The Department of Environment and Natural Resources (DENR) has underscored the need for more action to protect reefs within the Coral Triangle which face threats ranging from overfishing and pollution to impacts of climate change.
The Philippines had already taken important steps to protect its own reefs and the marine life they host, but Environment Secretary Ramon Paje said more needs to be done in developing sustainable solutions for the threatened reefs in the Coral Triangle, a global hotspot of marine biodiversity.
“We face a crisis on the continued degradation of our fragile ecosystems and resources that could endanger the survival and quality of life of future generations,” Paje said in a statement.
“Investing in coastal and marine protection can certainly help ensure a better future for our children and a better environment for all,” he said.
Last week, the Coral Triangle Initiative-Philippines National Coordinating Committee, which is co-chaired by the DENR and the Department of Agriculture, hosted the CTI Forum in Makati City, which also saw the launch of the Sustainable Coral Reef Ecosystem Management Program (SCREMP).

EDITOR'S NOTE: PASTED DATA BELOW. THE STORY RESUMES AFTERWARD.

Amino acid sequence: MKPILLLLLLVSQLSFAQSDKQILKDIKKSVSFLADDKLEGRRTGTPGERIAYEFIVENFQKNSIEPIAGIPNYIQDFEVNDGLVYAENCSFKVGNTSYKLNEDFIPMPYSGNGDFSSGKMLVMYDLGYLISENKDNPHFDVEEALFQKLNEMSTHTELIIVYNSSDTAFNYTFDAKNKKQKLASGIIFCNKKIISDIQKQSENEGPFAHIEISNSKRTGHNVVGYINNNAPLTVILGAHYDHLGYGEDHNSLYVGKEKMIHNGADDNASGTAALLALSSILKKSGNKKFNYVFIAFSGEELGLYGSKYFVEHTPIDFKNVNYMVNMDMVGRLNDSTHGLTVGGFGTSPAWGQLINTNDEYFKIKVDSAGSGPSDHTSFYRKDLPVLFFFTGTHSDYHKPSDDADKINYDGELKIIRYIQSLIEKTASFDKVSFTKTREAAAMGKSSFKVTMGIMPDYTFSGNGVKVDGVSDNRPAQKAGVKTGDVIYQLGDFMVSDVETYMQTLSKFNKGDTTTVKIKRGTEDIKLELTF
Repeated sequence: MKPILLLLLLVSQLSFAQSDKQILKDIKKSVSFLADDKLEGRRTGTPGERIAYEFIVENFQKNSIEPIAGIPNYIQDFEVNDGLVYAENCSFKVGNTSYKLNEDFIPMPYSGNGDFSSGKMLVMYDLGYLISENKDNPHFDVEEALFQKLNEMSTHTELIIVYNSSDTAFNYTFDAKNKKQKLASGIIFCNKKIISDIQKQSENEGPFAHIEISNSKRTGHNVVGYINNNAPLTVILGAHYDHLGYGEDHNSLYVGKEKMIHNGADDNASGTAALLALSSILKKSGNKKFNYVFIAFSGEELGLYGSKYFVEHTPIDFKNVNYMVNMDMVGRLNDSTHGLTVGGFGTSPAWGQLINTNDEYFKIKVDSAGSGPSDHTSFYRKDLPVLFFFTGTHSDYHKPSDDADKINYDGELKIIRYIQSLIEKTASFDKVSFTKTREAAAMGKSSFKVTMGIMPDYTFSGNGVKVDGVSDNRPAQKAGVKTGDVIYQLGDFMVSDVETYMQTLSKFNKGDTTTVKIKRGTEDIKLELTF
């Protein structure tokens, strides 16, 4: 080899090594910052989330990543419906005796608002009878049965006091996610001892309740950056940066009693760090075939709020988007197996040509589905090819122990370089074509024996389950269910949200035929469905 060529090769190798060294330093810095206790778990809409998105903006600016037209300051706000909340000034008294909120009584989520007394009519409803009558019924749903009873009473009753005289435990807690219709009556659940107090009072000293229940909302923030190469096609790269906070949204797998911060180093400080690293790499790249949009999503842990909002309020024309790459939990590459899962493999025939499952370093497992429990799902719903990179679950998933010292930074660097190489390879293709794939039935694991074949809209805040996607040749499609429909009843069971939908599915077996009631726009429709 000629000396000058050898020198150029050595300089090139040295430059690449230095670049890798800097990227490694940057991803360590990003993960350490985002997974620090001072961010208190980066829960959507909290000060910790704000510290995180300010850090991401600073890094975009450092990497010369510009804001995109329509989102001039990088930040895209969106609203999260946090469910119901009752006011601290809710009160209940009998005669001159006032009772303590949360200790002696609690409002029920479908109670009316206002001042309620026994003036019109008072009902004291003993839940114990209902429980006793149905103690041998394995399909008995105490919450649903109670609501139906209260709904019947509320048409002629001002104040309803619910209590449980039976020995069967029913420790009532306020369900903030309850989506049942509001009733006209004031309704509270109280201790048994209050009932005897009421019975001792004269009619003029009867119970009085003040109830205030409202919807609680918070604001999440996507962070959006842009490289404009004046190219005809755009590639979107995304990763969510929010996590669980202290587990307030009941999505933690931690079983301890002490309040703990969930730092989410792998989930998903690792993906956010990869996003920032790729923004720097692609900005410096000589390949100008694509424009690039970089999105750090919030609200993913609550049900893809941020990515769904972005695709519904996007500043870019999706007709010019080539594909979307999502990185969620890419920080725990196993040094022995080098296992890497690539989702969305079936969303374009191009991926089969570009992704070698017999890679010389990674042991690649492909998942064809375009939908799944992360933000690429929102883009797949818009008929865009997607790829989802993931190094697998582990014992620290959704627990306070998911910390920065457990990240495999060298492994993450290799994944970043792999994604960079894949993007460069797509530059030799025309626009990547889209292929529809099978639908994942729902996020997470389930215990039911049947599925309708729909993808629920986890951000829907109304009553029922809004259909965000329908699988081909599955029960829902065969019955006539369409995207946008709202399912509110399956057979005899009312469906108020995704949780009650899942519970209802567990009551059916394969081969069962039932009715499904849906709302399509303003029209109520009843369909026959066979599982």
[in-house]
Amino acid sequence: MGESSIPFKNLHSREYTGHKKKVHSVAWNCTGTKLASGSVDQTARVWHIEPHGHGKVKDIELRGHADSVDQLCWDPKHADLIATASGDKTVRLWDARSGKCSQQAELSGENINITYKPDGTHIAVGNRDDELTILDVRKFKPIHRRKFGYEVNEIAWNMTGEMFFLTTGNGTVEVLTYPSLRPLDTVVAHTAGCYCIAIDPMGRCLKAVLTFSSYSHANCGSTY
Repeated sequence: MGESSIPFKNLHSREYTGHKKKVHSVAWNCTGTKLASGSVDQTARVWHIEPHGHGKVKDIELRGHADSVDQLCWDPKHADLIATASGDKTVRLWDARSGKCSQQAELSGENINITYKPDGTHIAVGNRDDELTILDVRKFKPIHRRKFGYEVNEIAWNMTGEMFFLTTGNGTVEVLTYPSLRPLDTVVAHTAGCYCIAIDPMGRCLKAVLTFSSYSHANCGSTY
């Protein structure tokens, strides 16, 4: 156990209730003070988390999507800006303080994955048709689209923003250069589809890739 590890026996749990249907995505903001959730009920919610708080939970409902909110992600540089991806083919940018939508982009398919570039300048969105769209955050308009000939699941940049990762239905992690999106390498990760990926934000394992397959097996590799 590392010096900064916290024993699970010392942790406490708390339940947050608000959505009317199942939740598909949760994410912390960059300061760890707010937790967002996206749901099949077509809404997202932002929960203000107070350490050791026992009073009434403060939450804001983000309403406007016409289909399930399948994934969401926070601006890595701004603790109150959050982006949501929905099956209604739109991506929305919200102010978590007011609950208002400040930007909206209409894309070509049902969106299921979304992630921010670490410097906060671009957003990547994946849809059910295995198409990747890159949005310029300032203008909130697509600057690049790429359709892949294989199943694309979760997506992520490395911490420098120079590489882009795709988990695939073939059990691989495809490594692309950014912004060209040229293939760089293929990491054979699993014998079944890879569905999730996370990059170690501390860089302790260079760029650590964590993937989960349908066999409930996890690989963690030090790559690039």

Paje said SCREMP is designed by the Philippine government to more effectively protect and rehabilitate the coral reefs in the region,.
It will focus on habitat conservation and protection, as well as enhancing public awareness and protection, to mitigate and reverse the damage brought by unsustainable human activities and climate change.
The Philippines, being at the apex of the Coral Triangle, is a partner-nation of the Coral Triangle Initiative on Coral Reefs, Fisheries and Food Security (CTI-CFF). The triangle also covers the exclusive economic zones of Indonesia, Malaysia, Papua New Guinea, the Solomon Islands and Timor-Leste.
CTI-CFF is a multilateral cooperation among six member countries to safeguard the Coral Triangle, which is home to more than one third of the world’s coral reefs, including over 600 different species of reef-building coral and 3,000 species of reef fish.
These coral ecosystems provide food and income for more than 100 million people working in marine-based industries throughout the region.
JAMES KONSTANTIN GALVEZ